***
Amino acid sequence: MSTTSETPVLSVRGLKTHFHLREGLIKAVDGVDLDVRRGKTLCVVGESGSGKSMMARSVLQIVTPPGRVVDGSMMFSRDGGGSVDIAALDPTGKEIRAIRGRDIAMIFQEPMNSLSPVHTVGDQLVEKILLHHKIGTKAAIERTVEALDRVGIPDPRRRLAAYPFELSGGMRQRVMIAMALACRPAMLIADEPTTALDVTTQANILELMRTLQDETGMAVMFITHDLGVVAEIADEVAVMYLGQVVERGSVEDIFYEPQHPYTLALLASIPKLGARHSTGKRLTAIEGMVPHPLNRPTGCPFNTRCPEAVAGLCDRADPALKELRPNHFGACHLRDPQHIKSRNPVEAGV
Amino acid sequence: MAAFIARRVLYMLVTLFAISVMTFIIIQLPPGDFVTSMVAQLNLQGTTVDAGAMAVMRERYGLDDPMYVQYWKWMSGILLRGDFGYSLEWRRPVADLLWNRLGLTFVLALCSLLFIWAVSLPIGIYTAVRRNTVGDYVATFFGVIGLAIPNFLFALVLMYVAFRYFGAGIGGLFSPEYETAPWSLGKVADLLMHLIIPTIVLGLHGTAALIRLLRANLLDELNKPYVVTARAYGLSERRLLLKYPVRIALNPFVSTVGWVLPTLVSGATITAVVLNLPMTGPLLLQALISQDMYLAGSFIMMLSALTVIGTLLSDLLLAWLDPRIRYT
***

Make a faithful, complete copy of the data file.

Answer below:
Amino acid sequence: MSTTSETPVLSVRGLKTHFHLREGLIKAVDGVDLDVRRGKTLCVVGESGSGKSMMARSVLQIVTPPGRVVDGSMMFSRDGGGSVDIAALDPTGKEIRAIRGRDIAMIFQEPMNSLSPVHTVGDQLVEKILLHHKIGTKAAIERTVEALDRVGIPDPRRRLAAYPFELSGGMRQRVMIAMALACRPAMLIADEPTTALDVTTQANILELMRTLQDETGMAVMFITHDLGVVAEIADEVAVMYLGQVVERGSVEDIFYEPQHPYTLALLASIPKLGARHSTGKRLTAIEGMVPHPLNRPTGCPFNTRCPEAVAGLCDRADPALKELRPNHFGACHLRDPQHIKSRNPVEAGV
Amino acid sequence: MAAFIARRVLYMLVTLFAISVMTFIIIQLPPGDFVTSMVAQLNLQGTTVDAGAMAVMRERYGLDDPMYVQYWKWMSGILLRGDFGYSLEWRRPVADLLWNRLGLTFVLALCSLLFIWAVSLPIGIYTAVRRNTVGDYVATFFGVIGLAIPNFLFALVLMYVAFRYFGAGIGGLFSPEYETAPWSLGKVADLLMHLIIPTIVLGLHGTAALIRLLRANLLDELNKPYVVTARAYGLSERRLLLKYPVRIALNPFVSTVGWVLPTLVSGATITAVVLNLPMTGPLLLQALISQDMYLAGSFIMMLSALTVIGTLLSDLLLAWLDPRIRYT